By Linda Richmand

How to Guide Kids to Get Results and Stop Nagging!

  |  Behavior & Discipline  

   "Jason, when are you starting your report? You seem to have plans all weekend." 

   "Katie, did you remember to pick up the clothes in your room?" 

   "John, when are you going to turn off those video games and start your work?"
   What's the universal answer to all of these? "Later." After a while, kids begin to cringe the second their parent walks into the room. They are armed with attitude before we open our mouths.

    Sound familiar?

    There are so many important topics to discuss with our children these days. It's important that they don't tune us out.

     The solution: Cut out the unnecessary talk (better known as nagging).   

  The rule: Whenever you can, write it down. Model for your kids the art of writing reminder notes, creating lists and planning schedules. This works for any age child. For preschoolers, use line drawings and for teenagers use email. After all, isn't this a skill we want our children to learn to do for themselves?

    Be specific in your notes and checklists. Tell them exactly what you want to be done, when you want it done and, if applicable, how you want it to be done. Be firm, but loving.  It's a great idea to sign it with Xs and Os, a good luck message or even a kiss. They should not be able to infer anger or resentment from your correspondence.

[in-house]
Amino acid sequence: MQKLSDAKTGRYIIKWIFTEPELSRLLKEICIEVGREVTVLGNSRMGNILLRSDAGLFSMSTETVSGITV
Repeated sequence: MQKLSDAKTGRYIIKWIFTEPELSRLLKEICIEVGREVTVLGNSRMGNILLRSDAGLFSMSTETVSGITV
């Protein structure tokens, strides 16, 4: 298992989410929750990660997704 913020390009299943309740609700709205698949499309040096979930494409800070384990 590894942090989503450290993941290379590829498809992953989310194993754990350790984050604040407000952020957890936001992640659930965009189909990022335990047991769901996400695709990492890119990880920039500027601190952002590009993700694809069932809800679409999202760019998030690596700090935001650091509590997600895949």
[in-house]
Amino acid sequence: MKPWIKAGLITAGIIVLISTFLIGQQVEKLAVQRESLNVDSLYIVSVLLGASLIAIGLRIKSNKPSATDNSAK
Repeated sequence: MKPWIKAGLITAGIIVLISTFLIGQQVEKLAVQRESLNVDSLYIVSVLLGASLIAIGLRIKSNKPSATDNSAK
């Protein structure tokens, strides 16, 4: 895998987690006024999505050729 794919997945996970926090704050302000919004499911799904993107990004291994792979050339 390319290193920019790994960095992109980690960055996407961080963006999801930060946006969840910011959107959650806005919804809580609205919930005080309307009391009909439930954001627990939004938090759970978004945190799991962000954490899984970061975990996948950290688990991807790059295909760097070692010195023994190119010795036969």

Also, make sure your children know their schedules. Many clients complain to me that their children cannot plan, when in fact their children just assume if there is something they should be doing, someone will tell them.

     Post weekly calendars. Let children know if there will be events or appointments that they must plan around such as doctor visits, out-of-town guests, mandatory dinners or a sibling's soccer game. Like us, our children have a lot on their minds; what you tell them will likely go in one ear and out the other.  Providing something they can refer to empowers them to take control over what is left of their time.


   Let's compare these two examples:
   Parent 1: "John, you have a busy weekend coming up.  You have to go to Tim's football game, then you have a party Saturday afternoon, and on Sunday grandma and grandpa are coming to dinner.  When are you getting all your homework done?" 
   Parent 2: "John, you have a busy weekend coming up.  You may want to check the schedule so you can figure out what's the best time to get your homework done."
   Which example feels more respectful?  Which way would you rather receive information?  What is the likelihood that John will be able to process all the information given in the first example?  How do you think John will respond to parent #1?

     This works for small children as well.  In fact, elementary school children feel great about themselves when they complete a checklist or have schedules to refer to.

LINDA RICHMAND is a Certified Empowerment and Life Coach who specializes in working with adults with ADD and parents of children with ADD and/or learning disabilities.  A member of CHADD, IPEC and ICF, she leads workshops throughout Westchester and meets with clients individually at offices in Chappaqua and Full Circle Family Care in White Plains.  She is the mother of three children ages 18, 16 and 10.  (914) 238-1041;

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